In 2008 I took my first trip to another continent with my very first passport. Carefree and relaxed, I had barely planned my trip—yet the journey would lead me to Quebec, New England and the American West. I went home and stayed so briefly I didn’t even have the chance to be asked the question in the title. My next trip was now. Barely a few months later, I was settling down in Montreal for a seven-month-long internship.
Leaving Montreal was extremely difficult. This time, I was actually going home. I cried for almost the entire flight, curled up on my 10” x 10” economy-class seat. Then I went back to my hometown, the city I love so much, Lyon. Readapting wasn’t easy but life was good, I was happy—not just because I was surrounded by relatives and friends or because I know my way around the city, but also because even after 12 years as a resident, I was still discovering and rediscovering new alleys, new neighbourhoods. I never get tired of exploring my region. Every single day, I reminded myself that even though life wasn’t perfect, I was in a good spot. All my social circle thought I was satisfied, done with travelling. Yet…
Yet two years later, I left for several months with a backpack and a camping tent to criss-cross North America—thousands of kilometres of railways, thousands of kilometres of asphalt. Montreal, Chicago, Washington, St. Louis, Seattle, San Francisco, Salt Lake City, Denver… Every single one of these cities was a starting point to go deep into the country and further inland, in the middle of this ecosystem that feeds me, provides unique experiences, where I unwind and absorb my surroundings like soil does to become fertile ground. National parks. This is why I hit the road in America and then hit it again. I feel completely overwhelmed by the landscapes, the wildlife, the flora, the people. Roaming around the USA also gives me the chance to dig below the polished surface. I saw violence and segregation in the deep south, I saw extreme poverty in rural regions and I felt powerless seeing homeless people wandering in the street in front of magnificent mansions in California. These were four months of adventure, happiness, sadness.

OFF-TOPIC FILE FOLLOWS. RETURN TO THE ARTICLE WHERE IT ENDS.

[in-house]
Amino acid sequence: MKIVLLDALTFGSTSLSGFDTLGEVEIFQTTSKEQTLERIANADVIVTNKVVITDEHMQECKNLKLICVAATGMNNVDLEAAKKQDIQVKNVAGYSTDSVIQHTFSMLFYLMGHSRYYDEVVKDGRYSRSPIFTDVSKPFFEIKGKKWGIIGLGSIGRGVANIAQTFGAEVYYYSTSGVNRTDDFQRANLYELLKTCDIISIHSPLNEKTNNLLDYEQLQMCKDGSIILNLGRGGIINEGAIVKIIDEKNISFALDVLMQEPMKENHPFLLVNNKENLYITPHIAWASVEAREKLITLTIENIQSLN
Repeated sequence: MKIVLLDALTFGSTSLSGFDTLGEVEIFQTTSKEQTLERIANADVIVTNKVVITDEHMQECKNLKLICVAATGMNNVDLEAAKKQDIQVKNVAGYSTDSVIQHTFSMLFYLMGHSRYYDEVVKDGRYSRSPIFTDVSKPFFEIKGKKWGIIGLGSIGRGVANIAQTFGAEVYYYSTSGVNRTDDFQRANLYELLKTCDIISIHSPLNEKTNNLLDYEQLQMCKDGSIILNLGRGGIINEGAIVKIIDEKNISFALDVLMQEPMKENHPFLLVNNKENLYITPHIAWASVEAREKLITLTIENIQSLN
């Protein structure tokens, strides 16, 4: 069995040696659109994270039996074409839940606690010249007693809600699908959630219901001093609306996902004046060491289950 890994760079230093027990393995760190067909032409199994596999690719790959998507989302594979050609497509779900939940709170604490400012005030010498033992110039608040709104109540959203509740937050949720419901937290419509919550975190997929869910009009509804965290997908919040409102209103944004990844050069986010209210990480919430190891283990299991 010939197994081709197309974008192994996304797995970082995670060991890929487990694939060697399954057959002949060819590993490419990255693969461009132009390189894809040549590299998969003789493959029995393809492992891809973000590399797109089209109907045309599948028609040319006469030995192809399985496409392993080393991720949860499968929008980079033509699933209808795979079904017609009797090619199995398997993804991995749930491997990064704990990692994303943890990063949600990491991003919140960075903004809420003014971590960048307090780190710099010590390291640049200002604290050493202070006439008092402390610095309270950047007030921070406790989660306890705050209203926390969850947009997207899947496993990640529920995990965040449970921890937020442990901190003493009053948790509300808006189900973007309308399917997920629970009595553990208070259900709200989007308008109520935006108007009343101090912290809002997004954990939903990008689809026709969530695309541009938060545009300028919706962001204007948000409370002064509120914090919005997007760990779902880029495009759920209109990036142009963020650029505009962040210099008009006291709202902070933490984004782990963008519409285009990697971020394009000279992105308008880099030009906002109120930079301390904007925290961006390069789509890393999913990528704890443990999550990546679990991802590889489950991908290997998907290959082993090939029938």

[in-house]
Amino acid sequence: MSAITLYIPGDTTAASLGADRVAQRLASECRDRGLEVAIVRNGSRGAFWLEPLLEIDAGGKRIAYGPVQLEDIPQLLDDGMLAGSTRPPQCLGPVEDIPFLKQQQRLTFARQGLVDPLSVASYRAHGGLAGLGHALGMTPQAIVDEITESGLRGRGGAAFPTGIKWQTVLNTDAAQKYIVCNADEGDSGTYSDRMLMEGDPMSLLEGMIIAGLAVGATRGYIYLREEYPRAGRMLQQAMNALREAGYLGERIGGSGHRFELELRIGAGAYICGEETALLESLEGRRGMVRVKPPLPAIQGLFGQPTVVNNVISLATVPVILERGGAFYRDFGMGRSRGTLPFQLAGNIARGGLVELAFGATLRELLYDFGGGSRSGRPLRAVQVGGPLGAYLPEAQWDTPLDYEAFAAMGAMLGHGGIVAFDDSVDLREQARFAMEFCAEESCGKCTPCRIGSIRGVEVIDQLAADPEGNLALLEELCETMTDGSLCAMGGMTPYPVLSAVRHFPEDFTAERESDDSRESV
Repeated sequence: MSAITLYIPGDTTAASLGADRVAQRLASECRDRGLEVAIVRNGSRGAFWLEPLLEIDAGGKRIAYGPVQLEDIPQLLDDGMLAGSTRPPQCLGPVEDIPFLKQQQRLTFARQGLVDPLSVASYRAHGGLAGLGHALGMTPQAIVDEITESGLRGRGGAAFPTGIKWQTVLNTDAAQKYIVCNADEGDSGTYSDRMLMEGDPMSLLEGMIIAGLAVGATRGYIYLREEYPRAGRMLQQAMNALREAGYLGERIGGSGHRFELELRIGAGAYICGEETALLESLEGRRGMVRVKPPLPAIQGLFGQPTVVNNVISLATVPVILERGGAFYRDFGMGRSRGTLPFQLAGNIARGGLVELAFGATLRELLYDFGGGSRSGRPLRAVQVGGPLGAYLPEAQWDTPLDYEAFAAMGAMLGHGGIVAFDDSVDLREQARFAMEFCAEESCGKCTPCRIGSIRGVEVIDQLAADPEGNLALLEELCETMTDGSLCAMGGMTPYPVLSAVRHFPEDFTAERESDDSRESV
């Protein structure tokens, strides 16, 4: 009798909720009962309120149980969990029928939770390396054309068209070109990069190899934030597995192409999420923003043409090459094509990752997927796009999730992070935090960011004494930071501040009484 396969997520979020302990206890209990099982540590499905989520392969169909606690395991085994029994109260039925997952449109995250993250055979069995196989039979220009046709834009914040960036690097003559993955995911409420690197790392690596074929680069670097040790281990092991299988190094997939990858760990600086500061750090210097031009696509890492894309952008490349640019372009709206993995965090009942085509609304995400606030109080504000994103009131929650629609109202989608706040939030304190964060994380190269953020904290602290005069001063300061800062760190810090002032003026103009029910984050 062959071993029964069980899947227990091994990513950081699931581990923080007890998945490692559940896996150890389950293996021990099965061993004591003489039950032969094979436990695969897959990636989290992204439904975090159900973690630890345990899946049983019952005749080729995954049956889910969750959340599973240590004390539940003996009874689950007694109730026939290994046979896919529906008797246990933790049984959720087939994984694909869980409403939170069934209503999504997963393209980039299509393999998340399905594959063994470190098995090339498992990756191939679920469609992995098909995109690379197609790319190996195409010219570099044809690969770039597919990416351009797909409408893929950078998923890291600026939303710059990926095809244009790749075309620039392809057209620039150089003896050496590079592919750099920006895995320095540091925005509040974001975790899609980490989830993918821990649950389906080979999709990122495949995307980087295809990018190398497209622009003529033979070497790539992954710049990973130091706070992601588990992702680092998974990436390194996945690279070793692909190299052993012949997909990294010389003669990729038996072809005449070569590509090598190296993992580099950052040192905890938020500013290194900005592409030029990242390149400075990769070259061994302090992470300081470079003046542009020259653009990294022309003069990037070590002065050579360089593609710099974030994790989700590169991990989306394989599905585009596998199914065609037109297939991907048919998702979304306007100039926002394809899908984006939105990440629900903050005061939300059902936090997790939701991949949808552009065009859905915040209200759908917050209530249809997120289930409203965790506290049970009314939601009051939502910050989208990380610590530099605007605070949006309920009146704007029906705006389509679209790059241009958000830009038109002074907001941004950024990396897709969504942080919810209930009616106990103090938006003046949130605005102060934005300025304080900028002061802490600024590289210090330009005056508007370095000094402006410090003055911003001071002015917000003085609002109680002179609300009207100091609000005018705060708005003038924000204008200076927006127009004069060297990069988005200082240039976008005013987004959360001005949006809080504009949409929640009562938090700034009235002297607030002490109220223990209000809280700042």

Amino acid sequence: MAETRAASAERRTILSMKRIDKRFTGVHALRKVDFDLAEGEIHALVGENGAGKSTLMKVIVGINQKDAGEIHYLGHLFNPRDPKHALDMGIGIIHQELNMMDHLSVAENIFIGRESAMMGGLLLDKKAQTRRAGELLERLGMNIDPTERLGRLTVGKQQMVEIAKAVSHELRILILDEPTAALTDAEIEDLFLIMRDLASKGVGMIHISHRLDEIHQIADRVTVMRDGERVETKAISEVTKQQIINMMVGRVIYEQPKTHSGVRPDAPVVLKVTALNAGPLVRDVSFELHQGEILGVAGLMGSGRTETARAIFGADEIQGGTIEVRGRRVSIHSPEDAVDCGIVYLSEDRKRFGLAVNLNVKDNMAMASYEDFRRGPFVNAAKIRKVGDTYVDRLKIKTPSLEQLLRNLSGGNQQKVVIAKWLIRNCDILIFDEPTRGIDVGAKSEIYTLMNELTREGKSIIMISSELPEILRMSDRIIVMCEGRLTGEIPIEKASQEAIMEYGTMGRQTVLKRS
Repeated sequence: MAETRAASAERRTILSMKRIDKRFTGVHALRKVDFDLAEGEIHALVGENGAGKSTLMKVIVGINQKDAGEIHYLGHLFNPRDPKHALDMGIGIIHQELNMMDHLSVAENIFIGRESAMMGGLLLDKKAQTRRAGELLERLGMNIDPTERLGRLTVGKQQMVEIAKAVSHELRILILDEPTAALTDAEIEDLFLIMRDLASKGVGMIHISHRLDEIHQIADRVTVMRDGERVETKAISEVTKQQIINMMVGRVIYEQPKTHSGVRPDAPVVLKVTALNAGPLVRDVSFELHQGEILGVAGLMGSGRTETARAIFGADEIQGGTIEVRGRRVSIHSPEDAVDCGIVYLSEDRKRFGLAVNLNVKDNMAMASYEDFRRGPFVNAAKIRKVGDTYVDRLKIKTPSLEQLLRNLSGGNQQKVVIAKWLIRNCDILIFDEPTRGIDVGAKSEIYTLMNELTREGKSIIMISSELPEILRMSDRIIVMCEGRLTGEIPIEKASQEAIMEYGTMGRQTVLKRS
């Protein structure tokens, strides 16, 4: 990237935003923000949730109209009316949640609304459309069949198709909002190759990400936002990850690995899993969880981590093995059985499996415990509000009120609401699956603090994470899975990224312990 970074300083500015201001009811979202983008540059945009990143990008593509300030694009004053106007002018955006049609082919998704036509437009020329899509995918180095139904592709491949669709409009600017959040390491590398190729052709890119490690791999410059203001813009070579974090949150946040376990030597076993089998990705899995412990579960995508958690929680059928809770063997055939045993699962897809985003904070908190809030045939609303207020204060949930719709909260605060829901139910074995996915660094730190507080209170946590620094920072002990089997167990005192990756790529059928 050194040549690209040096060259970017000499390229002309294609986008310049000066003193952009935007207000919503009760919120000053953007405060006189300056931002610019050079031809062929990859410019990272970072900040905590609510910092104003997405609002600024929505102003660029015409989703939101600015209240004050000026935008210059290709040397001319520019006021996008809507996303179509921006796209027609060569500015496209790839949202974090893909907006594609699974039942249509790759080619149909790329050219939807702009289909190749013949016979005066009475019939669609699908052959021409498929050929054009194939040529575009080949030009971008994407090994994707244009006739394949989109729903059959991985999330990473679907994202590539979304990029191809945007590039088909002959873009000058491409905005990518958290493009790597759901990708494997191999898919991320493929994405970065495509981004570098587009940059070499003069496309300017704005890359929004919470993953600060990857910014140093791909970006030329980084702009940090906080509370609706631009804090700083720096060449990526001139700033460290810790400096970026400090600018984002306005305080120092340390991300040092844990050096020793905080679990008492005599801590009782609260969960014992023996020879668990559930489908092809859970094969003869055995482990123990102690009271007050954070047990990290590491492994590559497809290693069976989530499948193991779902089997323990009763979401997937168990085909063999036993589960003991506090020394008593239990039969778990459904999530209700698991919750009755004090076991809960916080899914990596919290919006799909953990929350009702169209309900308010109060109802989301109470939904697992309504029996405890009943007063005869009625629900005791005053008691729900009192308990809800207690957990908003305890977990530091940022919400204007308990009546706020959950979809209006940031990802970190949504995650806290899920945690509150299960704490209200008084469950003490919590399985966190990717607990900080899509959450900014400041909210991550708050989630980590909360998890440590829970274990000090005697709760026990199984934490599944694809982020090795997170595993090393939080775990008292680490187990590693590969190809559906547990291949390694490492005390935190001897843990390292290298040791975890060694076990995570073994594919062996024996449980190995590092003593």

Going home was also a bittersweet experience. I was happy to see friends and relatives, rediscover my routine, the region I love so much. But I was sad to say goodbye to the unexpected and disappointed I was no longer able to pick a new destination and new road every morning, just looking at a map. And people kept on asking me the same question over and over again: “so, when is your next trip?” This time, it went without saying that I would travel again. Two years later, I had finally saved enough money for a three-month trip. Once again, my destinations were Canada and the USA but I wanted to explore big cities, cities with an exhilarating atmosphere but mentally tiring and financially draining. New York, Montreal, Calgary, Vancouver, New Orleans, Austin… And then, a moment of solace. The American West, my second home. I stopped by superficial and dusty Las Vegas and quickly ran away to the high plateaux of Utah. The unique smell of desert, the original colours, the unmistakable sounds. I went back to the same places—in a way, I was resuming my trip where I had left it the last time. I also discovered new places and saw some under a new light during another season. I’m not an insatiable traveller, I need time to digest experiences at my own pace.
And then I went home again. I didn’t pick up life where I had left it. I decided that for once, I won’t be planning my new trip. I’m going to focus on my life and not let my eyes wander over to the other side of the Atlantic Ocean. Alright, I do think about national parks every day, I know where to find them when I need to … but I don’t obsess over travelling. And when I’m asked, “so, when is your next trip?” I’m not quite sure what to reply. I feel like I’m living the moment and I’m happy to do so. Yet… I can’t lie to myself. I’m dreaming of month-long trips and I do create itineraries on Google Maps “just for fun.” I have both feet grounded where I stand and one foot over there—it’s fine to have three feet, right? I want to understand these lands, I want to master them. I can’t turn the page. I can’t go anywhere else.
I’m dreaming of these places, I’m dreaming of the place I’m in now as well…
Maybe I’m more of a dreamer than a traveller, after all!
Eh, you: when is your next trip?